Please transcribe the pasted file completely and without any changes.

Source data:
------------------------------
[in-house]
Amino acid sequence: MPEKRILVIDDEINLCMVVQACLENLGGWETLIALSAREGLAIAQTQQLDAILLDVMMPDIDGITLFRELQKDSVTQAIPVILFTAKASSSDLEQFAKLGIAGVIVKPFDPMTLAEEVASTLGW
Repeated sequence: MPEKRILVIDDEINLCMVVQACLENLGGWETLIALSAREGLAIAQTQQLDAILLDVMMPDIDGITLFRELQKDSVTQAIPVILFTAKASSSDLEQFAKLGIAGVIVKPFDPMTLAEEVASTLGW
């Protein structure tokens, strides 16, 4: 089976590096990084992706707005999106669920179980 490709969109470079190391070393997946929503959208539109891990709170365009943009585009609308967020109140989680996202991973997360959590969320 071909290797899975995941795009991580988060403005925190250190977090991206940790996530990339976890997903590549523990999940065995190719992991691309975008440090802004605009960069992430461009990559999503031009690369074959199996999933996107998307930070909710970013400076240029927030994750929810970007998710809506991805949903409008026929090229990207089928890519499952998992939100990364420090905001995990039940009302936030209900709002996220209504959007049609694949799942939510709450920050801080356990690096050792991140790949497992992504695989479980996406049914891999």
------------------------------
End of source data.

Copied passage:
[in-house]
Amino acid sequence: MPEKRILVIDDEINLCMVVQACLENLGGWETLIALSAREGLAIAQTQQLDAILLDVMMPDIDGITLFRELQKDSVTQAIPVILFTAKASSSDLEQFAKLGIAGVIVKPFDPMTLAEEVASTLGW
Repeated sequence: MPEKRILVIDDEINLCMVVQACLENLGGWETLIALSAREGLAIAQTQQLDAILLDVMMPDIDGITLFRELQKDSVTQAIPVILFTAKASSSDLEQFAKLGIAGVIVKPFDPMTLAEEVASTLGW
């Protein structure tokens, strides 16, 4: 089976590096990084992706707005999106669920179980 490709969109470079190391070393997946929503959208539109891990709170365009943009585009609308967020109140989680996202991973997360959590969320 071909290797899975995941795009991580988060403005925190250190977090991206940790996530990339976890997903590549523990999940065995190719992991691309975008440090802004605009960069992430461009990559999503031009690369074959199996999933996107998307930070909710970013400076240029927030994750929810970007998710809506991805949903409008026929090229990207089928890519499952998992939100990364420090905001995990039940009302936030209900709002996220209504959007049609694949799942939510709450920050801080356990690096050792991140790949497992992504695989479980996406049914891999």